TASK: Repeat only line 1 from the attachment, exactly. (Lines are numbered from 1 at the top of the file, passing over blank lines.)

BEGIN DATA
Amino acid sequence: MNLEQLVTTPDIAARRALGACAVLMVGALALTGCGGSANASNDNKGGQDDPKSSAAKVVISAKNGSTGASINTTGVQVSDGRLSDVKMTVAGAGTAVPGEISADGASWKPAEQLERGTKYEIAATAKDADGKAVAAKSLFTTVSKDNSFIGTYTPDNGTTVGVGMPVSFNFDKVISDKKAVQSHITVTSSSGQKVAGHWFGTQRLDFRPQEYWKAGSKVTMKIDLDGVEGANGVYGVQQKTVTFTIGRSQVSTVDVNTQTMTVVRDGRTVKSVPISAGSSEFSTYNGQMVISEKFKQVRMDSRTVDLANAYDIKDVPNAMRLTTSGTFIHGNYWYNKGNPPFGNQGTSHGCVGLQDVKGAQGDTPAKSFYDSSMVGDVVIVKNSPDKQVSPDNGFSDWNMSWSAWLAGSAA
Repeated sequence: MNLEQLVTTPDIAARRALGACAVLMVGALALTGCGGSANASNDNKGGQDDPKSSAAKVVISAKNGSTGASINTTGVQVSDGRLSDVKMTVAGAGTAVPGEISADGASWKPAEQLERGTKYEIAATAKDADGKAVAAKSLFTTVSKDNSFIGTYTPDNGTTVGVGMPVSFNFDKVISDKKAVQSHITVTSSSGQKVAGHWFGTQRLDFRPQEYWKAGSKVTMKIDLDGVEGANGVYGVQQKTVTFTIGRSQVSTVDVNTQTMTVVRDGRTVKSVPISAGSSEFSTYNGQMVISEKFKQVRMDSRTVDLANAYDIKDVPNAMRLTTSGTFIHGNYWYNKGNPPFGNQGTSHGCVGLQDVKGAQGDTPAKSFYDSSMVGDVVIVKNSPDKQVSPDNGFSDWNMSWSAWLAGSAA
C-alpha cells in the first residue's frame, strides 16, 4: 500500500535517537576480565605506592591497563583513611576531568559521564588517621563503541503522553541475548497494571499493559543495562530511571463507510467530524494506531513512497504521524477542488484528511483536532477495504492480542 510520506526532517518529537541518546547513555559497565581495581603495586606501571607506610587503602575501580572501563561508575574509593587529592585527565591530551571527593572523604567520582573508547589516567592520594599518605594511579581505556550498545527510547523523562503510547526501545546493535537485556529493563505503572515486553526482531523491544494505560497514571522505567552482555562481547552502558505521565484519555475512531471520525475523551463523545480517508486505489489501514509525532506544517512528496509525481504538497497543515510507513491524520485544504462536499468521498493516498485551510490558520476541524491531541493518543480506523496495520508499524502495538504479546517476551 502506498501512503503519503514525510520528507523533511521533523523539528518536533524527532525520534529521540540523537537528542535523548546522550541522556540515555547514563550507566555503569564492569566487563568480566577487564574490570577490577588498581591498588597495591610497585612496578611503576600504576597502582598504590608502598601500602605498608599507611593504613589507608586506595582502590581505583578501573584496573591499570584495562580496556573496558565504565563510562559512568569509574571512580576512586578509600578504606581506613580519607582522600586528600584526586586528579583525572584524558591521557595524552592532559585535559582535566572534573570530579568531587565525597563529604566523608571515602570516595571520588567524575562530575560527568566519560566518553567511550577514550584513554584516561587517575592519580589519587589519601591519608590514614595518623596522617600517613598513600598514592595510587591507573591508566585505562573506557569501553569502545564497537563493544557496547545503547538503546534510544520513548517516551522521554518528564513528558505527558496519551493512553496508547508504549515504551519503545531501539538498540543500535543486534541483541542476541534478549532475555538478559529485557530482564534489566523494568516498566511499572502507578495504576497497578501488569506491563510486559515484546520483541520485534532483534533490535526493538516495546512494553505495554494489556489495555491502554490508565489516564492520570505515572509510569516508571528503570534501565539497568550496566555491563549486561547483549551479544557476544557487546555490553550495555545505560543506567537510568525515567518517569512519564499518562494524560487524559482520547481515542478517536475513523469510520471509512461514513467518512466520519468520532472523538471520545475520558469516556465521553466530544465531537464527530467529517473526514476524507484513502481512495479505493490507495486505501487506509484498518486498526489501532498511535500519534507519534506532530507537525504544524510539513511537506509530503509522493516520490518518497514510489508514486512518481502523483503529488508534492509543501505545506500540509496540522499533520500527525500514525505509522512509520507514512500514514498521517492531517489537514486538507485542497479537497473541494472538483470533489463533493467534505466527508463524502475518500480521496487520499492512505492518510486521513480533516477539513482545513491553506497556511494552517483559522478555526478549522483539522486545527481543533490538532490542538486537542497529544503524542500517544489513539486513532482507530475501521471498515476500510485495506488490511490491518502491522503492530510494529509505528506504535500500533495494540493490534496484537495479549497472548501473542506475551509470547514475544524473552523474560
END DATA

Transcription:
Amino acid sequence: MNLEQLVTTPDIAARRALGACAVLMVGALALTGCGGSANASNDNKGGQDDPKSSAAKVVISAKNGSTGASINTTGVQVSDGRLSDVKMTVAGAGTAVPGEISADGASWKPAEQLERGTKYEIAATAKDADGKAVAAKSLFTTVSKDNSFIGTYTPDNGTTVGVGMPVSFNFDKVISDKKAVQSHITVTSSSGQKVAGHWFGTQRLDFRPQEYWKAGSKVTMKIDLDGVEGANGVYGVQQKTVTFTIGRSQVSTVDVNTQTMTVVRDGRTVKSVPISAGSSEFSTYNGQMVISEKFKQVRMDSRTVDLANAYDIKDVPNAMRLTTSGTFIHGNYWYNKGNPPFGNQGTSHGCVGLQDVKGAQGDTPAKSFYDSSMVGDVVIVKNSPDKQVSPDNGFSDWNMSWSAWLAGSAA